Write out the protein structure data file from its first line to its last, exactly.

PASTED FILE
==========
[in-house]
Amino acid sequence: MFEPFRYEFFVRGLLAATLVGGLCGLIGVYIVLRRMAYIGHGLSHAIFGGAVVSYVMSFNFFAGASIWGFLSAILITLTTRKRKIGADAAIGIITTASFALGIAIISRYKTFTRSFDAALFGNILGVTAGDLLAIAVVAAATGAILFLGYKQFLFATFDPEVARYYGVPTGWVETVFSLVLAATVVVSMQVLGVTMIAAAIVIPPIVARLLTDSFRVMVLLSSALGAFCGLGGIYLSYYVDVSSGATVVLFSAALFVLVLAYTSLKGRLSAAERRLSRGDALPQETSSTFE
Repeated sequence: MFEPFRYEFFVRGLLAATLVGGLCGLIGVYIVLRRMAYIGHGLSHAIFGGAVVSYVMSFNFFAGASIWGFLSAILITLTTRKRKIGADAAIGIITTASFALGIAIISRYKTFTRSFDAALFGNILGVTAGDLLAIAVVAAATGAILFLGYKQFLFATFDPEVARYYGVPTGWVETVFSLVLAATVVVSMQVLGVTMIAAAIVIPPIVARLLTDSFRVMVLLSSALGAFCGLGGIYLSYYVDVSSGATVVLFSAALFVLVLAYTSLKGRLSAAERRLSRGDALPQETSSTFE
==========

[in-house]
Amino acid sequence: MFEPFRYEFFVRGLLAATLVGGLCGLIGVYIVLRRMAYIGHGLSHAIFGGAVVSYVMSFNFFAGASIWGFLSAILITLTTRKRKIGADAAIGIITTASFALGIAIISRYKTFTRSFDAALFGNILGVTAGDLLAIAVVAAATGAILFLGYKQFLFATFDPEVARYYGVPTGWVETVFSLVLAATVVVSMQVLGVTMIAAAIVIPPIVARLLTDSFRVMVLLSSALGAFCGLGGIYLSYYVDVSSGATVVLFSAALFVLVLAYTSLKGRLSAAERRLSRGDALPQETSSTFE
Repeated sequence: MFEPFRYEFFVRGLLAATLVGGLCGLIGVYIVLRRMAYIGHGLSHAIFGGAVVSYVMSFNFFAGASIWGFLSAILITLTTRKRKIGADAAIGIITTASFALGIAIISRYKTFTRSFDAALFGNILGVTAGDLLAIAVVAAATGAILFLGYKQFLFATFDPEVARYYGVPTGWVETVFSLVLAATVVVSMQVLGVTMIAAAIVIPPIVARLLTDSFRVMVLLSSALGAFCGLGGIYLSYYVDVSSGATVVLFSAALFVLVLAYTSLKGRLSAAERRLSRGDALPQETSSTFE